WHEN WAS THE SABBATH CHANGED FROM SATURDAY TO SUNDAY? PDF Print E-mail

 

Thank you very much for your response to our article Honour the Lord’s Day.

I’m well aware that some claim that we are not observing the true Sabbath unless we are observing it on Saturday. Some claim that the Emperor Constantine is the one who changed the Sabbath from Saturday and the reason we now observe it on Sunday is because the Caesar of Rome established the tradition in AD325 at the council of Nicea!

Actually, as far as I can see, the institution of the Sabbath was changed to the Lord’s Day on the first Day of the week by the Apostles chosen by Christ. As our Lord Jesus Christ rose from the dead on the first day of the week, and as the Holy Spirit was poured out on the Apostles on the Day of Pentecost, on the first day of the week, we read of the disciples gathering to celebrate the Lord’s Supper on the first day of the week (Acts 20:7). The Apostle Paul told the Christians to set aside their tithes and offerings on the first day of the week (1Cor 16:2). The Apostle John received his Revelation from Christ while worshiping on the first day of the week – which he described as “the Lord’s Day” Rev. 1:10.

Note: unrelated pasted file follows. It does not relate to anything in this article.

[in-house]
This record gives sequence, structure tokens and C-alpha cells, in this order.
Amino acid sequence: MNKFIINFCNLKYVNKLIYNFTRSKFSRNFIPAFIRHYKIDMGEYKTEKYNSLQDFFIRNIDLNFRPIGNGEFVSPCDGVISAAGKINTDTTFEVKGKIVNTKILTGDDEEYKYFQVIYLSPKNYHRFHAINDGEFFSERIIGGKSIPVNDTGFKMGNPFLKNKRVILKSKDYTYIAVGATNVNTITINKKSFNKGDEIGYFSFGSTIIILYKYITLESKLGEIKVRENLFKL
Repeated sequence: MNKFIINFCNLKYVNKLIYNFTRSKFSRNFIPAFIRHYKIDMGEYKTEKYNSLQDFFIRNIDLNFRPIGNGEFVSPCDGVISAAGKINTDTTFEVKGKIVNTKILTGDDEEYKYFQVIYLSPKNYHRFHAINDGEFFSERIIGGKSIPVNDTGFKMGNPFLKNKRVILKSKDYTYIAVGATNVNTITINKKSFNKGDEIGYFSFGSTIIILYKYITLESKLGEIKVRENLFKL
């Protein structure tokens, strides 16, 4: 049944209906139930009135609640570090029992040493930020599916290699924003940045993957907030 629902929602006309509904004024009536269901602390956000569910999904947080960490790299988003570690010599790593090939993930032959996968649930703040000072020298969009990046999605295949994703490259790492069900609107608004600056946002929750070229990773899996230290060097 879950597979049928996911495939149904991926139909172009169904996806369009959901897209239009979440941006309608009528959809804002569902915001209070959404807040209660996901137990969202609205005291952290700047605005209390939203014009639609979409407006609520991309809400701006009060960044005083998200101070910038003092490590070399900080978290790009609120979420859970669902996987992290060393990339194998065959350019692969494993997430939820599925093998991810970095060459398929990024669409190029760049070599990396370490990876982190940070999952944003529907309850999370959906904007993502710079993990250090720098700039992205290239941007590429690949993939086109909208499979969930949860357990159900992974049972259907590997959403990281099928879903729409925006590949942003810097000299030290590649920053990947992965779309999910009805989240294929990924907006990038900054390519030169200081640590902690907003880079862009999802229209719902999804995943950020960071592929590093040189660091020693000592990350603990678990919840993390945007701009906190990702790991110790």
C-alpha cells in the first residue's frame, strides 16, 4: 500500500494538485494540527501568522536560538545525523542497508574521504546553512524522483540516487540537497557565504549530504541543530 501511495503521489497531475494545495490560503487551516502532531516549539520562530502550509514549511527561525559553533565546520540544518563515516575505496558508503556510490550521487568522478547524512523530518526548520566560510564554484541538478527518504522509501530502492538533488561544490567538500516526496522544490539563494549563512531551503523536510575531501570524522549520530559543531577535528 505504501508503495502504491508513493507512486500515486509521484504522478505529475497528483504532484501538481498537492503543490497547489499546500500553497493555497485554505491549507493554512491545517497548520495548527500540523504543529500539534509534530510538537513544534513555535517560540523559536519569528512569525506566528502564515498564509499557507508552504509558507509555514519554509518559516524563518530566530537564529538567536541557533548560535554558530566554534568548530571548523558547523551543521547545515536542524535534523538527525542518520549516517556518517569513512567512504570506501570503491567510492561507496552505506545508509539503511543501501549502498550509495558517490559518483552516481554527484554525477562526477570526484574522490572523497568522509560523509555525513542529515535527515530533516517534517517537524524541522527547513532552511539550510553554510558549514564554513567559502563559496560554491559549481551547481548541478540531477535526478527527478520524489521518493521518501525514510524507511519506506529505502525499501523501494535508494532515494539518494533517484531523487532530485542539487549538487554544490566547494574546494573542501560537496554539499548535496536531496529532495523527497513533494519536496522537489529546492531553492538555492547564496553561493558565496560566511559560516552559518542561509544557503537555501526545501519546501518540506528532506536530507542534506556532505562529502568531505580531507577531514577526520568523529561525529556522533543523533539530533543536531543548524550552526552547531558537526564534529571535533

The early church fathers taught that Christians set aside the first day of the week as the Lord’s Day. This included Polycarp (who was discipled by the Apostle John, and who was martyred in Smyrna in the second century).

In AD150 Justin Martyr wrote: “Sunday is the day in which we all hold our communion assembly, because Jesus Christ our Saviour, on the same day, arose from the dead”.

Clement of Alexandria wrote in AD194 that “Believers, in fulfillment of precepts according to the Gospels, keep the Lord’s Day.”

In the second century Tertullian wrote that on the first day of the week, “on the Lord’s Day, Christians should, in honour of the Resurrection of the Lord, defer all worldly business.”

So, as under the Old Covenant Jewish believers observed the last day of the week as the Sabbath in commemoration of the Lord’s work of Creation, Christians celebrate the Resurrection of Jesus Christ from the dead and His work of re-creation, looking forward to the new heavens and the new earth – the everlasting Kingdom of God brought about by Christ’s victory over death, hell and the grave in His Resurrection on the first day of the week.

May the Lord continue to be your joy and strength.

Yours for the fulfillment of the Great Commission

Dr. Peter Hammond

Director

 
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